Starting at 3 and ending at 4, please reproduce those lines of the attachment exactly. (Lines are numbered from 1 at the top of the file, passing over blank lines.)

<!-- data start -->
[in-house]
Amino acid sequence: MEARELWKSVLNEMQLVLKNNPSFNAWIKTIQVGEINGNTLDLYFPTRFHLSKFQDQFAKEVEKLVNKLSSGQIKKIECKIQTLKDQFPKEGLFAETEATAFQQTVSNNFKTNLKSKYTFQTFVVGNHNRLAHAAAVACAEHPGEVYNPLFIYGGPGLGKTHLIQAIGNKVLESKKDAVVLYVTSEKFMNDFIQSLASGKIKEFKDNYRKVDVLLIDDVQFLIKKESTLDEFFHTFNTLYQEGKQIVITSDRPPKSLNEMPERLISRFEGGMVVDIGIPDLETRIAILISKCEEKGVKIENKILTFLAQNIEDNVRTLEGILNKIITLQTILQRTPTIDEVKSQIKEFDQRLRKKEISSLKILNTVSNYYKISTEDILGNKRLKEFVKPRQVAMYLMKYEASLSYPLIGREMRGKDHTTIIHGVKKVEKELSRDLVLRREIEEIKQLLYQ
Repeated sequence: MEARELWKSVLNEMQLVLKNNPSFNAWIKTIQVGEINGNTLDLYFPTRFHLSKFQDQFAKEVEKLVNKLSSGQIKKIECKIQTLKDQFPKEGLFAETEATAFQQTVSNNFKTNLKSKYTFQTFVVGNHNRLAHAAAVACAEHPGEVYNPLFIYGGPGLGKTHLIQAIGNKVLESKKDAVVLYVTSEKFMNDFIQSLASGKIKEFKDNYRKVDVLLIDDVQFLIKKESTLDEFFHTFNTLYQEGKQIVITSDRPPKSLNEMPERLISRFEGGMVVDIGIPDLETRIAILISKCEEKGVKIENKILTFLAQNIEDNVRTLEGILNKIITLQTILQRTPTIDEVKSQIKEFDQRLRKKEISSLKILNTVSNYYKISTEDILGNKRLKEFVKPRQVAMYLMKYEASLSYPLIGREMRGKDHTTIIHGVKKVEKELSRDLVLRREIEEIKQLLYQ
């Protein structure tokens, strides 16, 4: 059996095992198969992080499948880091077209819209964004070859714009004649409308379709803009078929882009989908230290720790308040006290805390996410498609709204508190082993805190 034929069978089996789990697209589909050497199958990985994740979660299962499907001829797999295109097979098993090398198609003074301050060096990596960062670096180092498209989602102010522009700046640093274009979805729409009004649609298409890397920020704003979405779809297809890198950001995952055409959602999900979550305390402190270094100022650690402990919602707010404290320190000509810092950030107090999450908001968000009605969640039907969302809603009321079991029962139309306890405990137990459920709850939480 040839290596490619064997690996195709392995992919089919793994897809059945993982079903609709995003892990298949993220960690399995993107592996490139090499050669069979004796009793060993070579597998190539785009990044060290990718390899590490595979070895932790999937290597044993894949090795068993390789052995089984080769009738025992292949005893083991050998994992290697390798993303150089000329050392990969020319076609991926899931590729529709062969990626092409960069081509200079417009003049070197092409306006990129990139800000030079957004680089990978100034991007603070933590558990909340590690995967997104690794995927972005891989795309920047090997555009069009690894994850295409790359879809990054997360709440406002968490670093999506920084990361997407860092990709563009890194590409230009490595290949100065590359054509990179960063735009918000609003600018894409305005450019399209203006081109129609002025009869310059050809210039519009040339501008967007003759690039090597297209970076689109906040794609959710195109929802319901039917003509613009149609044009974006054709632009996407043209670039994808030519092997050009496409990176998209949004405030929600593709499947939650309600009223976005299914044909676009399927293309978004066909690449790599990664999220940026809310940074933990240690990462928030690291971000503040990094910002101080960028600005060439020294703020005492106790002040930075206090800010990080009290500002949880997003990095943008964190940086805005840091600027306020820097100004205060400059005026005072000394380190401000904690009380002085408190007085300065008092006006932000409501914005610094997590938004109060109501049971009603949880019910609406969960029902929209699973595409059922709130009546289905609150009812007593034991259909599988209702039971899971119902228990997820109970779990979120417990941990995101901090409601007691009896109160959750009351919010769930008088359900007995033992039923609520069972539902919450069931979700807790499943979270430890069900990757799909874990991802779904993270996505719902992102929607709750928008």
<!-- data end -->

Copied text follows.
Repeated sequence: MEARELWKSVLNEMQLVLKNNPSFNAWIKTIQVGEINGNTLDLYFPTRFHLSKFQDQFAKEVEKLVNKLSSGQIKKIECKIQTLKDQFPKEGLFAETEATAFQQTVSNNFKTNLKSKYTFQTFVVGNHNRLAHAAAVACAEHPGEVYNPLFIYGGPGLGKTHLIQAIGNKVLESKKDAVVLYVTSEKFMNDFIQSLASGKIKEFKDNYRKVDVLLIDDVQFLIKKESTLDEFFHTFNTLYQEGKQIVITSDRPPKSLNEMPERLISRFEGGMVVDIGIPDLETRIAILISKCEEKGVKIENKILTFLAQNIEDNVRTLEGILNKIITLQTILQRTPTIDEVKSQIKEFDQRLRKKEISSLKILNTVSNYYKISTEDILGNKRLKEFVKPRQVAMYLMKYEASLSYPLIGREMRGKDHTTIIHGVKKVEKELSRDLVLRREIEEIKQLLYQ
């Protein structure tokens, strides 16, 4: 059996095992198969992080499948880091077209819209964004070859714009004649409308379709803009078929882009989908230290720790308040006290805390996410498609709204508190082993805190 034929069978089996789990697209589909050497199958990985994740979660299962499907001829797999295109097979098993090398198609003074301050060096990596960062670096180092498209989602102010522009700046640093274009979805729409009004649609298409890397920020704003979405779809297809890198950001995952055409959602999900979550305390402190270094100022650690402990919602707010404290320190000509810092950030107090999450908001968000009605969640039907969302809603009321079991029962139309306890405990137990459920709850939480 040839290596490619064997690996195709392995992919089919793994897809059945993982079903609709995003892990298949993220960690399995993107592996490139090499050669069979004796009793060993070579597998190539785009990044060290990718390899590490595979070895932790999937290597044993894949090795068993390789052995089984080769009738025992292949005893083991050998994992290697390798993303150089000329050392990969020319076609991926899931590729529709062969990626092409960069081509200079417009003049070197092409306006990129990139800000030079957004680089990978100034991007603070933590558990909340590690995967997104690794995927972005891989795309920047090997555009069009690894994850295409790359879809990054997360709440406002968490670093999506920084990361997407860092990709563009890194590409230009490595290949100065590359054509990179960063735009918000609003600018894409305005450019399209203006081109129609002025009869310059050809210039519009040339501008967007003759690039090597297209970076689109906040794609959710195109929802319901039917003509613009149609044009974006054709632009996407043209670039994808030519092997050009496409990176998209949004405030929600593709499947939650309600009223976005299914044909676009399927293309978004066909690449790599990664999220940026809310940074933990240690990462928030690291971000503040990094910002101080960028600005060439020294703020005492106790002040930075206090800010990080009290500002949880997003990095943008964190940086805005840091600027306020820097100004205060400059005026005072000394380190401000904690009380002085408190007085300065008092006006932000409501914005610094997590938004109060109501049971009603949880019910609406969960029902929209699973595409059922709130009546289905609150009812007593034991259909599988209702039971899971119902228990997820109970779990979120417990941990995101901090409601007691009896109160959750009351919010769930008088359900007995033992039923609520069972539902919450069931979700807790499943979270430890069900990757799909874990991802779904993270996505719902992102929607709750928008």